Big soft light on the cheap

This technique example was originally posted on the ‘pre-blog’ in January 2009

A lot of portrait photography is done with large soft boxes or large umbrellas. The point there being that large light sources give a certain type of soft light that is reasonably flattering, nicely even and pretty good to work with. Bouncing a flash off of a big white wall gives a very similar effect to a large soft box which makes a big pale wall on location a very useful thing.


©Neil Turner, November 2008. Bournemouth, Dorset.

Shooting this portrait of a couple who met and fell in love in later life gave me a few challenges. The picture editor wanted them to be photographed on the beach in my home town of Bournemouth but the weather forecast for the late November morning wasn’t too promising. Having spoken to the couple we decided to head for a location which offered us plenty of parking right near the beach front as well as wide open expanses of sand. The plan was to shoot on the beach and head for one of the local cafes if the rain came. The same stretch of beach also has some covered seating areas, which were to prove very useful.

We started off shooting on the sand but moved pretty quickly under the covered area that you can see to the left. It was out of the wind and out of the rain that was looking likely. The theme for the picture was to be mildly romantic and the strong arch was likely to be useful.

I was shooting with a Canon EOS 50D and 16-35, 24-70 and 70-200 f2.8 L lenses. The lighting was a Lumedyne 200 watt/second pack and Signature head triggered with a pair of Pocket Wizards. The back wall of the covered area was painted with a very pale cream/lemon colour so I decided to bounce the flash off of it.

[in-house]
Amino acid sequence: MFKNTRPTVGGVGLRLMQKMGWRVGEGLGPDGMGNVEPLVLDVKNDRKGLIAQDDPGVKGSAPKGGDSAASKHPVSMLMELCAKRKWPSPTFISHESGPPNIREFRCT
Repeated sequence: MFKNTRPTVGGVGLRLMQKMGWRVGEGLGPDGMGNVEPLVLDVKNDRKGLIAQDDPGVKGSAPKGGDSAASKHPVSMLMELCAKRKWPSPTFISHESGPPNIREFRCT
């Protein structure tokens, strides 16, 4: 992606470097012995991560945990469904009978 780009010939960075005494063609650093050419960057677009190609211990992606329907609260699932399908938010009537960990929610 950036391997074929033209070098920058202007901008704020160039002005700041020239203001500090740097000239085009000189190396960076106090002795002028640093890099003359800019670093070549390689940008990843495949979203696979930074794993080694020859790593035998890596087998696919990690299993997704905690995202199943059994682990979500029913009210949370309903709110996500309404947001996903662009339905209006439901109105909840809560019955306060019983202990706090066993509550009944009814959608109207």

I mentioned above that the effect is similar to a large soft box and the area of wall illuminated by the flash was about four square metres (a little over ten square feet) which is a big soft light by anyone’s standard.

Looking at the brilliant LCD on the back of the camera after a couple of test shots, it was obvious that the colour of the wall was a little more yellow than was apparent to the naked eye. I shot a frame with a piece of white paper in the man’s hand so that I could do a custom white balance. The net effect of this was to send the daylight behind them and any areas lit by the ambient a little blue – not an unpleasant effect.It was clear that they were enjoying being photographed and were happy to indulge my usual technique of playing around with lenses, compositions, exposures and lighting positions.

I was trying to shoot with a wide lens under the cover and the shot that you see above was taken with my 16-35 f2.8L right at the 16mm end. I usually try to shoot at 200 ISO and the meter reading for the sand and sea behind the couple was 1/125th of a second at f5.6. I altered the output on the flash to give me f5.6 on the couple and changed the shutter speed to 1/180th to marginally underexpose the background. The available light reading on the couple would have been 1/30th at f5.6 so they were lit exclusively by the flash. I shot a lot of different images with similar compositions before changing over to a 70-200 f2.8L IS lens.

I moved my subjects so that they were leaning in the entrance just as the light outside was getting a bit better. By the time I shot the image below the shutter speed was up to 1/250th of a second but not really underexposing at all.

©Neil Turner

©Neil Turner, November 2008. Bournemouth, Dorset.

The ambient light was starting to affect the man’s head and you can see that he has a gentle blue highlight on top of his head. The light balance was just right for about two or three minutes before the ambient became brighter and I had to increase the power on the flash to maintain the balance.

After a few dozen frames we moved back onto the beach where we shot several more ideas. The magazine eventually ran a picture shot on the beach as the day turned brighter and it came towards midday. In the two pictures shown above I am looking almost due south where the midday sun would be. The second picture was taken only 45 minutes before noon and so the reasonably heavy cloud was a real help to make this picture work.

The whole shoot took a little over an hour and the edit took about the same amount of time before I sent the magazine around forty pictures.

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